SWAT Literature Database for Peer-Reviewed Journal Articles

Title:Improved prediction of stream flow based on updating land cover maps with remotely sensed forest change detection 
Authors:Hernandez A.J., S.P. Healey, H. Huang and R.D. Ramsey 
Year:2018 
Journal:Forests 
Volume (Issue):9(6) 
Pages: 
Article ID:317 
DOI:10.3390/f9060317 
URL (non-DOI journals): 
Model:SWAT 
Broad Application Category:BMP review or conceptual approach 
Primary Application Category:land use change 
Secondary Application Category:hydrologic assessment 
Watershed Description:Ten watersheds that ranged in size from 50.1 to 3,360.9 km^2, located in western Montana, central or northeast Idaho, central Nevada and northeast Utah, U.S. 
Calibration Summary: 
Validation Summary: 
General Comments: 
Abstract:The water balance in a watershed can be disrupted by forest disturbances such as harvests and fires. Techniques to accurately and efficiently map forest cover changes due to disturbance are evolving quickly, and it is of interest to ask how useful maps of different types of disturbances over time can be in the prediction of water yield. We assessed the benefits of using land cover maps produced at annual vs. five-year intervals in the prediction of monthly streamflows across 10 watersheds contained entirely within the US National Forest System. We found that annually updating land cover maps with forest disturbance data significantly improved water yield predictions using the Soil and Water Assessment Tool (SWAT; p < 0.01 improvement for both the Nash–Sutcliffe efficiency measure and the ratio of the root mean square error to the standard deviation of the measured data). Improvement related to using annually updated land cover maps was directly related to the amount of disturbance observed in a watershed. Our results lay a foundation to apply new high-resolution disturbance datasets in the field of hydrologic modeling to monitor ungauged watersheds and to explore potential water yield changes in watersheds if climate conditions or management practices were to change forest disturbance processes.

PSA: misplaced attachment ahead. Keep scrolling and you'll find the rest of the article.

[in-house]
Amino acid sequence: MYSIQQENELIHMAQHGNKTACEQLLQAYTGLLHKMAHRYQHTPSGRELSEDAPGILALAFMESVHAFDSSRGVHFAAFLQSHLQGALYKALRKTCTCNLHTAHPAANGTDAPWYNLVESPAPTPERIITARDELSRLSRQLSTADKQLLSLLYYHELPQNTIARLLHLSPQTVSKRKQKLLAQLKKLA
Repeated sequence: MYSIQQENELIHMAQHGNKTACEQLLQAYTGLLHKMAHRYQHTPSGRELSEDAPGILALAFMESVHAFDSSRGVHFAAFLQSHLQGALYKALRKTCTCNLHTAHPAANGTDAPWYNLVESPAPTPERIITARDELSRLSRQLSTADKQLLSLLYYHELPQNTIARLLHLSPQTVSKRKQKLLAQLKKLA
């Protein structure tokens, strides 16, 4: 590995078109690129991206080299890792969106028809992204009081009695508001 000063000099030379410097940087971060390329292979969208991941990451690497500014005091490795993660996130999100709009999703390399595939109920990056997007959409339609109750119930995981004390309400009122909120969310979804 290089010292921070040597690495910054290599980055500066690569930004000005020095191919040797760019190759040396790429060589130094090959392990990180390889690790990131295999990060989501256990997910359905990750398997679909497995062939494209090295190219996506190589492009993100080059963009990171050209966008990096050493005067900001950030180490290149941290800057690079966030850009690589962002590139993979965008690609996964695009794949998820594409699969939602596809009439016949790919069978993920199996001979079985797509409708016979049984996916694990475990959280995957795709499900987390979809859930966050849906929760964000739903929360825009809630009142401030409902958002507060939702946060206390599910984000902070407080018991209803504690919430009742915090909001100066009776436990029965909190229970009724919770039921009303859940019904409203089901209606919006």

Language:English 
Keywords:forest disturbance; time series; SWAT; water dynamics; land cover